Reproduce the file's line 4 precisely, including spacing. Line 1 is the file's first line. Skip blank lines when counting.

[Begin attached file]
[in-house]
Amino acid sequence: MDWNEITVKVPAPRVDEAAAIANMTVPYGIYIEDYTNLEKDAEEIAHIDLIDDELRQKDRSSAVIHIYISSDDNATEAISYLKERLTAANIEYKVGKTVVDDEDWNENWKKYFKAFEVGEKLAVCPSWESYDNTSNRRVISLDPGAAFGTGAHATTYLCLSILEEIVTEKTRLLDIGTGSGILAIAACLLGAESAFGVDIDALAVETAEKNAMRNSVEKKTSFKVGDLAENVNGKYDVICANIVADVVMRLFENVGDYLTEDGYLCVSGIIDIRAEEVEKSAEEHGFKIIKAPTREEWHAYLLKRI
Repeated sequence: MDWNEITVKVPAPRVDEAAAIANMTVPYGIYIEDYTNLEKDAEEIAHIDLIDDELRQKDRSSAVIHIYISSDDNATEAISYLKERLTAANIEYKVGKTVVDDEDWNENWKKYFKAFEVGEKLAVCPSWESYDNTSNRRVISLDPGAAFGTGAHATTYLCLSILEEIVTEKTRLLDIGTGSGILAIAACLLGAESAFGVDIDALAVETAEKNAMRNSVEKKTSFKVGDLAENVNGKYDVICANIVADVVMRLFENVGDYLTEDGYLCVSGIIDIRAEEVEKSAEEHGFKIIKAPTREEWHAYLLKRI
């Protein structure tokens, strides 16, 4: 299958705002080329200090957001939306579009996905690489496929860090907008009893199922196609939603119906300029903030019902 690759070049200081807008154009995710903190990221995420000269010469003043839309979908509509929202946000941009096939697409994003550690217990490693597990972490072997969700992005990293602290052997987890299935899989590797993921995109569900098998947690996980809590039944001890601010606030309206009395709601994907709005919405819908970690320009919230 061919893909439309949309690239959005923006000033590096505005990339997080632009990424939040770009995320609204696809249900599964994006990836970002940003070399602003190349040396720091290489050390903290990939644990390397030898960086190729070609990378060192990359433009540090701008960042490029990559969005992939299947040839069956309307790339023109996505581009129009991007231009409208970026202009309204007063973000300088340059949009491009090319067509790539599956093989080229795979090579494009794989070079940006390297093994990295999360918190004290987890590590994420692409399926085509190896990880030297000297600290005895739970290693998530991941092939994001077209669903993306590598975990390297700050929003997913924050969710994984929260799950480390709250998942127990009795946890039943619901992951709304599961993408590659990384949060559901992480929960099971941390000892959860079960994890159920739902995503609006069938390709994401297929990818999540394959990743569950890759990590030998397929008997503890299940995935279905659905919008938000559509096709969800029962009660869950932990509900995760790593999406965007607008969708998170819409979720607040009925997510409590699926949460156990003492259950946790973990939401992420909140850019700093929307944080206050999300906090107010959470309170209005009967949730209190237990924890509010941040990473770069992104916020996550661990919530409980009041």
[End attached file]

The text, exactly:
């Protein structure tokens, strides 16, 4: 299958705002080329200090957001939306579009996905690489496929860090907008009893199922196609939603119906300029903030019902 690759070049200081807008154009995710903190990221995420000269010469003043839309979908509509929202946000941009096939697409994003550690217990490693597990972490072997969700992005990293602290052997987890299935899989590797993921995109569900098998947690996980809590039944001890601010606030309206009395709601994907709005919405819908970690320009919230 061919893909439309949309690239959005923006000033590096505005990339997080632009990424939040770009995320609204696809249900599964994006990836970002940003070399602003190349040396720091290489050390903290990939644990390397030898960086190729070609990378060192990359433009540090701008960042490029990559969005992939299947040839069956309307790339023109996505581009129009991007231009409208970026202009309204007063973000300088340059949009491009090319067509790539599956093989080229795979090579494009794989070079940006390297093994990295999360918190004290987890590590994420692409399926085509190896990880030297000297600290005895739970290693998530991941092939994001077209669903993306590598975990390297700050929003997913924050969710994984929260799950480390709250998942127990009795946890039943619901992951709304599961993408590659990384949060559901992480929960099971941390000892959860079960994890159920739902995503609006069938390709994401297929990818999540394959990743569950890759990590030998397929008997503890299940995935279905659905919008938000559509096709969800029962009660869950932990509900995760790593999406965007607008969708998170819409979720607040009925997510409590699926949460156990003492259950946790973990939401992420909140850019700093929307944080206050999300906090107010959470309170209005009967949730209190237990924890509010941040990473770069992104916020996550661990919530409980009041």